Need for enhanced federal and provincial and local government coordination: The pandemic signifies a need for empowered local government to deliver public services optimally. Furthermore, well-coordinated efforts are required to address national-level challenges such as Covid-19.
Expanding the social safety net: Covid-19 signifies the importance of a safety net to protect individuals and the economy during economic and health crises. The government must expand social protection initiatives to protect the poor’s economy and health by providing direct income support and health insurance at an individual level. At the economy level, the government should continue developing market-friendly policies and businesses, enabling the environment to provide equal opportunities to all to build their businesses. As mentioned earlier, the digital economy is the future to grow. The government must support e-businesses by providing low-cost digital infrastructure, including the internet.
The transition from import dependency to self-sufficiency: The Covid-19 pandemic realised the need for Pakistan to diversify its local production base, strengthen a localised supply chain, and reduce reliance on imports.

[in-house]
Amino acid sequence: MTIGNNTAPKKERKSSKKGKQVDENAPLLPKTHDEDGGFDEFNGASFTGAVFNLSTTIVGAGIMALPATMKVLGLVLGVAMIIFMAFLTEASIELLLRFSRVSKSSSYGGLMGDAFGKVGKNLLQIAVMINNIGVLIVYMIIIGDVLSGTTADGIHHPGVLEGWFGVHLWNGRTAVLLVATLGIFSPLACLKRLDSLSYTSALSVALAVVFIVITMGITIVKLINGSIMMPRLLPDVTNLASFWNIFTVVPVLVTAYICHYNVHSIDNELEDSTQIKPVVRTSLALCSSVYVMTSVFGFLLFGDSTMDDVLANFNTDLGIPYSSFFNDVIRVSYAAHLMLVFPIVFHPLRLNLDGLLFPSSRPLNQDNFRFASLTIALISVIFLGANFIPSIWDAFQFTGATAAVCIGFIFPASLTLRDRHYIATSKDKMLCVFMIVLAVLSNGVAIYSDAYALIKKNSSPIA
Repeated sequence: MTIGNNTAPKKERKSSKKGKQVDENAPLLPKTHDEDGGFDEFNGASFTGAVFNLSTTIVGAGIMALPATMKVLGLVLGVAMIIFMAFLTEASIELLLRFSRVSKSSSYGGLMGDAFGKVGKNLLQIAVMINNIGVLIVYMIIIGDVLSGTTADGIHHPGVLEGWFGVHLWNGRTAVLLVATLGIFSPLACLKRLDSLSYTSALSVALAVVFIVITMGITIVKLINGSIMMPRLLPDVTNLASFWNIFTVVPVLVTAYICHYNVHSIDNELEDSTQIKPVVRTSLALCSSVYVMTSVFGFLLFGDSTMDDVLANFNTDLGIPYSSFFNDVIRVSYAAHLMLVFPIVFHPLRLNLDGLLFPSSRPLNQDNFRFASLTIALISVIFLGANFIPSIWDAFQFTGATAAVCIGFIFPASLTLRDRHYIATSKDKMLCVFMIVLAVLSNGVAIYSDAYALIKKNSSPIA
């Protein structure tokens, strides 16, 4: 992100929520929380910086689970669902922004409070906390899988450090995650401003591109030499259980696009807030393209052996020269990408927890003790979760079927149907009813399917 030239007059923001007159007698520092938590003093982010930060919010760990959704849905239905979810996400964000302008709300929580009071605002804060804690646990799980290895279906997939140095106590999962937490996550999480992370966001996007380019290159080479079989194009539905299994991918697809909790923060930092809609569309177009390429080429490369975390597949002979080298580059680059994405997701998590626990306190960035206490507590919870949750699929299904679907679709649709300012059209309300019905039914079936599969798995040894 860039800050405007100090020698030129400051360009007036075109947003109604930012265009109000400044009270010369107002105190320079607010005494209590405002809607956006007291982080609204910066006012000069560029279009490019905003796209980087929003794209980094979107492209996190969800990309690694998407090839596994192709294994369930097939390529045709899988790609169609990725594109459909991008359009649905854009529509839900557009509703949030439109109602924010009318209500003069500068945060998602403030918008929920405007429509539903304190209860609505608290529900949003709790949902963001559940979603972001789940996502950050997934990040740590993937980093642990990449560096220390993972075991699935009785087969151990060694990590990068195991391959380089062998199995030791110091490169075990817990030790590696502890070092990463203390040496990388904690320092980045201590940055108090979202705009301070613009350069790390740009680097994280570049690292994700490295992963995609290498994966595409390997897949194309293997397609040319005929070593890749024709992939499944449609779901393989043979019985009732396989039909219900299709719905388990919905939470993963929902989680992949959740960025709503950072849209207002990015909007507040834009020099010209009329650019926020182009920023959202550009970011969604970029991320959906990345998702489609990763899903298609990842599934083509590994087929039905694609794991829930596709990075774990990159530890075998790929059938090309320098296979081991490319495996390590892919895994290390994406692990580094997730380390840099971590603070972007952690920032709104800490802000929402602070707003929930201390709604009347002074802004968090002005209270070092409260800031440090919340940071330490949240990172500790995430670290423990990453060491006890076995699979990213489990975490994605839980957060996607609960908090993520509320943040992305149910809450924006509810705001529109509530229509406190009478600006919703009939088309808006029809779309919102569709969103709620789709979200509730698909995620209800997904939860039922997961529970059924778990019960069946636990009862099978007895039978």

Redesigning cities: It is equally important to revisit the urban development model to promote a remote work model. Cities are believed to be the engine of economic growth. Cities that encourage economic activity are dense, high-rise, mixed-use, and inclusive. RAPID recommends rethinking the regulatory environment surrounding city zoning, construction regulations, car use, public spaces, among other things, to unleash such cities that facilitate economic activity to their fullest. Keeping in view the ongoing economic recession and changing world, Pakistan has an opportunity to revisit the economic model. The NEM provides a starting point to rethink development priorities and future needs.
The writers teach at the Pakistan Institute of Development Economics, Islamabad.